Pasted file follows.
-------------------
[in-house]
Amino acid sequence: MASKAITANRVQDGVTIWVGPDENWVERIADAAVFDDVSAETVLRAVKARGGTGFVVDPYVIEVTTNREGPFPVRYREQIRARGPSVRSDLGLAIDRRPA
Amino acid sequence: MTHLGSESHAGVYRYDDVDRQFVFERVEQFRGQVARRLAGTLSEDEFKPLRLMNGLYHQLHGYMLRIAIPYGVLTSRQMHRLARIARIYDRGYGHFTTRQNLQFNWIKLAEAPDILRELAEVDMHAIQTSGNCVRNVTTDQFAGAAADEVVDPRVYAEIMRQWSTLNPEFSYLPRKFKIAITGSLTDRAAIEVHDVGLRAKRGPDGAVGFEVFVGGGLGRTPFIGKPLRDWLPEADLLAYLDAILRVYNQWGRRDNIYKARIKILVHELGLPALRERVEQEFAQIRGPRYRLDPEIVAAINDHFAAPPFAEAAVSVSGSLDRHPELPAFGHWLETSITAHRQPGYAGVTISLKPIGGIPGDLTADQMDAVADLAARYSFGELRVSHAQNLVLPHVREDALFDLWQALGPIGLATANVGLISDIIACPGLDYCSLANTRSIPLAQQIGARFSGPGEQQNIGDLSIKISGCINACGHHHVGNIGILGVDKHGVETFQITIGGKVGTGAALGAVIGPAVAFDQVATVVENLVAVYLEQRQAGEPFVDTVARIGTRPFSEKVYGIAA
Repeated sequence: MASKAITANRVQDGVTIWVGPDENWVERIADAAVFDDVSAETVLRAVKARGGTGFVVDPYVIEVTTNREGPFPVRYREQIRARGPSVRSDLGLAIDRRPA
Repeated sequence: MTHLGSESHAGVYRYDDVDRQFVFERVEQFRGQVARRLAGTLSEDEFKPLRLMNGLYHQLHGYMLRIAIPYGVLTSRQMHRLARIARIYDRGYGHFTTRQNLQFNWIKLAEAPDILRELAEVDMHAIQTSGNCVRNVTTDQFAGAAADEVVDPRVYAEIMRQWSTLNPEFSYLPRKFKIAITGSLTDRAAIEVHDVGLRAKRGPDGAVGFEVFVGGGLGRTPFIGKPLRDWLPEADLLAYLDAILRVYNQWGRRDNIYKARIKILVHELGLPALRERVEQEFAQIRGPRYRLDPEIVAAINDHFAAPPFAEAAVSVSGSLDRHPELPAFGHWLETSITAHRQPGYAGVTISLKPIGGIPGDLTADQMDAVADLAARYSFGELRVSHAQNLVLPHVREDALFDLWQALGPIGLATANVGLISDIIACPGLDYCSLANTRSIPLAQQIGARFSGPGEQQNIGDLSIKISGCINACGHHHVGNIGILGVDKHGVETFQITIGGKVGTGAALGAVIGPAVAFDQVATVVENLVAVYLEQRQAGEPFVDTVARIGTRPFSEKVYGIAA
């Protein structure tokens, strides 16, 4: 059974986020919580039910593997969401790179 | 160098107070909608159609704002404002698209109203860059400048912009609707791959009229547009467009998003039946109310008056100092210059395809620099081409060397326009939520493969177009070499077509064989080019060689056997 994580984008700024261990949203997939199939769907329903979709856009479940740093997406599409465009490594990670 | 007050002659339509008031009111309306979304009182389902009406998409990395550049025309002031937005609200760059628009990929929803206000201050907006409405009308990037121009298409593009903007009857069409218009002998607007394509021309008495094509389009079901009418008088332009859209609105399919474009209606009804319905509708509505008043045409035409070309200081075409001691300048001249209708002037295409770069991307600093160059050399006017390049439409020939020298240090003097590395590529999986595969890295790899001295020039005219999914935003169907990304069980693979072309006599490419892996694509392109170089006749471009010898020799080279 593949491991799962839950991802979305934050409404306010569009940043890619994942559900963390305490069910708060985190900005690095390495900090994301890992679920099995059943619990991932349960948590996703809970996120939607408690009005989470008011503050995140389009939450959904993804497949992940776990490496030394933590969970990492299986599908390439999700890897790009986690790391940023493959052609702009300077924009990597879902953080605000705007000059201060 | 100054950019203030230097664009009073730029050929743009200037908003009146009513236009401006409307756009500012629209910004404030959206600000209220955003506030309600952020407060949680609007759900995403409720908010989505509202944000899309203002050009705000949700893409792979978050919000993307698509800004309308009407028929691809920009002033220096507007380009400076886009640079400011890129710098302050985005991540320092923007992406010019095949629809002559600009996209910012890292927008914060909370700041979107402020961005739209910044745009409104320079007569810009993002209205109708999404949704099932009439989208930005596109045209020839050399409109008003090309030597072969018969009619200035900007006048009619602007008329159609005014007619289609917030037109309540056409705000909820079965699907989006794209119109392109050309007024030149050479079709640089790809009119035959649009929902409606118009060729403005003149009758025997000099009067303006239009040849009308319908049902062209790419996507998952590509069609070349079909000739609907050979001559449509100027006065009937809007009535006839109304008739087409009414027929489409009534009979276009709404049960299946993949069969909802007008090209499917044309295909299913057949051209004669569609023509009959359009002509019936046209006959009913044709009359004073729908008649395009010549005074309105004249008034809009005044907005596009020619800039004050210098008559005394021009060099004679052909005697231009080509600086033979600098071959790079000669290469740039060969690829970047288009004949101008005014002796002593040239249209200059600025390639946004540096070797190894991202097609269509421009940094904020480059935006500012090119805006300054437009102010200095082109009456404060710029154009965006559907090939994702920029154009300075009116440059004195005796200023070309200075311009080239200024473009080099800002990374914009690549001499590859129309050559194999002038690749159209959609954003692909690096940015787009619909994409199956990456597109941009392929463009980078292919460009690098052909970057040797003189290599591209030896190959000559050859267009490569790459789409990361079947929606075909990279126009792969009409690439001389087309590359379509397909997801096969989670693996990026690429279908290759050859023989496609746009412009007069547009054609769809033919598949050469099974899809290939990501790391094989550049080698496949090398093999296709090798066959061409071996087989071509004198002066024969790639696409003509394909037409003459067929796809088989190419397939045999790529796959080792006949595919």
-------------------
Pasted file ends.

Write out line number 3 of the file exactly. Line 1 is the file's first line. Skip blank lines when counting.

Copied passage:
Amino acid sequence: MTHLGSESHAGVYRYDDVDRQFVFERVEQFRGQVARRLAGTLSEDEFKPLRLMNGLYHQLHGYMLRIAIPYGVLTSRQMHRLARIARIYDRGYGHFTTRQNLQFNWIKLAEAPDILRELAEVDMHAIQTSGNCVRNVTTDQFAGAAADEVVDPRVYAEIMRQWSTLNPEFSYLPRKFKIAITGSLTDRAAIEVHDVGLRAKRGPDGAVGFEVFVGGGLGRTPFIGKPLRDWLPEADLLAYLDAILRVYNQWGRRDNIYKARIKILVHELGLPALRERVEQEFAQIRGPRYRLDPEIVAAINDHFAAPPFAEAAVSVSGSLDRHPELPAFGHWLETSITAHRQPGYAGVTISLKPIGGIPGDLTADQMDAVADLAARYSFGELRVSHAQNLVLPHVREDALFDLWQALGPIGLATANVGLISDIIACPGLDYCSLANTRSIPLAQQIGARFSGPGEQQNIGDLSIKISGCINACGHHHVGNIGILGVDKHGVETFQITIGGKVGTGAALGAVIGPAVAFDQVATVVENLVAVYLEQRQAGEPFVDTVARIGTRPFSEKVYGIAA